We love music here at CETRA, and we decided to celebrate National One Hit Wonder Day in our own way. Celebrated on September 25, National One Hit Wonder Day typically recognizes a single song or artists that have one major hit. (We love you Vanilla Ice!)
We decided to apply this day to words and languages. Instead of one hit songs or artists, we polled our multilingual staff for their recommendations of words in their non-English language that have no equal in English. These are words that cannot be translated directly into English. Therefore, they are one hit wonders in their own language!
We hope you enjoy CETRA’s One Hit Wonders:
Spanish, Submitted by Evan Schapiro, Director of Translation Services
Vergüenza Ajena — That feeling of embarrassment you might have when you see something or someone doing something clearly embarrassing. The thing is, the person doing the thing might not be feeling the embarrassment, but you are feeling it for them. This is sometimes referred to as “secondhand embarrassment.”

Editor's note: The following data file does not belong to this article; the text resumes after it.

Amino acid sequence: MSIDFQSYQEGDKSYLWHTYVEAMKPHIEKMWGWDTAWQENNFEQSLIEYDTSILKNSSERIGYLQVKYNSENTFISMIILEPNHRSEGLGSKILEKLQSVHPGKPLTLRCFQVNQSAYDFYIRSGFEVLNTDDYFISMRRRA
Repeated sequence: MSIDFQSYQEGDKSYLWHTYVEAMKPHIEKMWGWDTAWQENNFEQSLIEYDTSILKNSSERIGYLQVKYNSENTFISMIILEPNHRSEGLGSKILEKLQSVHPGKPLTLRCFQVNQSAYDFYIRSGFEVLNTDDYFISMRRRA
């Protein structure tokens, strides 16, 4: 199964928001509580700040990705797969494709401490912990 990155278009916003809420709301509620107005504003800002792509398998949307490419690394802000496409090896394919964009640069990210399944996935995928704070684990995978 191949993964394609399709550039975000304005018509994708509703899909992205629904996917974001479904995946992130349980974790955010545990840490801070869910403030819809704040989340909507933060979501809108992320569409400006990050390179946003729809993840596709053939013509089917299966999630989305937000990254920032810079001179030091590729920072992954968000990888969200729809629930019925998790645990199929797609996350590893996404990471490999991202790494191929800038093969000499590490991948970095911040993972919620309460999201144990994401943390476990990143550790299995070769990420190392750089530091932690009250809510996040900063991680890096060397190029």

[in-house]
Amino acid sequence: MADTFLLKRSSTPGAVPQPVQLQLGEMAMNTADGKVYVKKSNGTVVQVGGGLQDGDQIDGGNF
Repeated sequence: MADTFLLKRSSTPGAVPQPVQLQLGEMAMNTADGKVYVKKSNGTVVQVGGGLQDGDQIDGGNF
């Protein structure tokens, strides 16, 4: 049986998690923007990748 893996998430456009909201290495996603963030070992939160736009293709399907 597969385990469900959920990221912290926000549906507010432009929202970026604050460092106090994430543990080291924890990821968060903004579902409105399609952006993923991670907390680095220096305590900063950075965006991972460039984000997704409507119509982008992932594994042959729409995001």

Duende — The feeling of awe and inspiration, especially in nature or when experiencing something completely beautiful. It creates a sense of beauty or magic.
Polish, Submitted by Dominika Weston, Global Resources Manager
Siemka – An abbreviation for “jak sie masz.” It is a short direct form of a greeting a lot of teenagers use nowadays.
Irish, Submitted by Sara O’Regan, Senior Translation Project Manager
Craic – Fun, enjoying the company of others, news or general goings on. It might be used when describing a good time at an event by saying “The craic was mighty” or “It was good craic,” but you could also use it when asking someone if they have news/gossip (“Any craic?”).
Korean, Submitted by Hyunjoo Park, Account Manager, and Robin Smith, Interpretation Department Manager
눈치 – Common sense, situational awareness or social awareness
답답하다 – Stuffy, stifling or suffocating
Italian, Submitted by Margaret Becker, Interpretation Project Manager
Boh! – An expression or sound that has many meanings, including: I don’t know; Maybe nobody knows; I’m not interested in knowing; and It doesn’t matter anyway.
Czech, Submitted by Jiri Stejskal, CEO
Švejkovat – To play the fool. Based on the main character of The Good Soldier Švejk, a novel by Jaroslav Hašek. Švejk’s subversive humor lead to other Czech words such as švejkárna (military absurdity).
German, Submitted by Angela Wende, CMO
Gemütlichkeit – Conveys the idea of a state or feeling of warmth, friendliness, and good cheer. It can also mean coziness, peace of mind, and a sense of belonging and well-being springing from social acceptance.